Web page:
Why the Third-Party Dream Remains Just That
              By Scott Conroy - December 12, 2013

              For as long as the United States has maintained its two-party system of government, reformers have dreamed of upending the status quo.

              From Teddy Roosevelt's Bull Moose Party of 1912 to Ross Perot's 1992 independent run for the White House, a smattering of real contenders in the last century pieced together personality-driven campaigns that threatened to change everything.

              But those candidacies fell short, and time and again other efforts to establish lasting third-party movements have failed spectacularly.

              [...]

              As K. Sabeel Rahman -- a Reginald Lewis Fellow at Harvard Law School -- explained, candidates like Sarvis tend to do better in countries that have proportional representation, multi-member districts, or parliamentary systems, since third parties can actually win seats and gain real political power in such systems.

              "Our winner-take-all electoral system is hostile terrain for viable third parties,” explained Rahman, whose area of interest is democratic institutional reform. “In a system where there is only one elected representative per district, where that representative is chosen based on winning the most votes, and where the executive is elected separately from the legislature, the odds of winning actual political power are stacked in favor of big-tent parties.”

              [...]

              Read more: http://www.realclearpolitics.com/art...#ixzz4Ap93AttI
              Follow us: @RCP_Articles on Twitter
              Watts Up With That? | The world's most viewed site on global warming and climate change.

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              • #8
                Originally posted by The Doctor View Post
                Clinton and Trump will split 95-99% of the vote.


                The 2012 election was the perfect storm for the Libertarian Party. They had everything going for them and Gary Johnson was able to pull off 1,275,971 votes. That’s over 250,000 more votes than the party received in 1980, however, it’s still not better. In 1980 the party earned 1.06% which is still a higher percentage of the vote than the 0.99% they got this time.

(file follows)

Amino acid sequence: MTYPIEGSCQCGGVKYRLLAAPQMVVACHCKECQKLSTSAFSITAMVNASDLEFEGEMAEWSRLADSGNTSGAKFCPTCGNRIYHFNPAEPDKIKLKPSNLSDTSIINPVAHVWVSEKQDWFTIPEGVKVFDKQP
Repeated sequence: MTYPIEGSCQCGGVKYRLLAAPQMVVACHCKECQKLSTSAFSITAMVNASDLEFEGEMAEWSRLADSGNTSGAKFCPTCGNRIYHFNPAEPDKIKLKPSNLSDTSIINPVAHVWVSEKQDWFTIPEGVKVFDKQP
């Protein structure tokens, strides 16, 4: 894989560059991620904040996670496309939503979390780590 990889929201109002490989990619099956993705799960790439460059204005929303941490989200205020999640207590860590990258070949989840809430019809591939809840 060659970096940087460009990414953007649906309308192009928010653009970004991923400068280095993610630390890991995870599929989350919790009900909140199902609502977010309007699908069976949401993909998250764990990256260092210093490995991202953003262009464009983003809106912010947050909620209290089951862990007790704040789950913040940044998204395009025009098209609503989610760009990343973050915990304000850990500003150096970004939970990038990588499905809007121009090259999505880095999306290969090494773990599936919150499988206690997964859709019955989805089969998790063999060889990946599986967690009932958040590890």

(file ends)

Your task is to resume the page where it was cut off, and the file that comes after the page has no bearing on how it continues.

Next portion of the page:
After forty years the Libertarian Party has only once broken 1% of the national vote and only once earned more than 1 million votes. They’ve also proven incapable of repeating that success in subsequent elections. Their 1980 success wasn’t built on and their 1996 candidate wasn’t able to improve when he ran again four years later.

                https://alibertarianfuture.com/2016-...past-40-years/

                "If wishes were horses..."
                Just puts it into perspective - our winning party got just under 1,060,000 votes - but we have an electorate of around 4 million. I'll bet there are US districts (or even cities) with more people than that.
                Indyref2 - still, "Yes."

                Comment


                • #9
                  Originally posted by the ace View Post
                  Just puts it into perspective - our winning party got just under 1,060,000 votes - but we have an electorate of around 4 million. I'll bet there are US districts (or even cities) with more people than that.
                  Yeah... But we probably have less kilts than y'all do...

                  Note of Disclaimer: I vote Republican even though I consider myself to be a libertarian and I do own a kilt.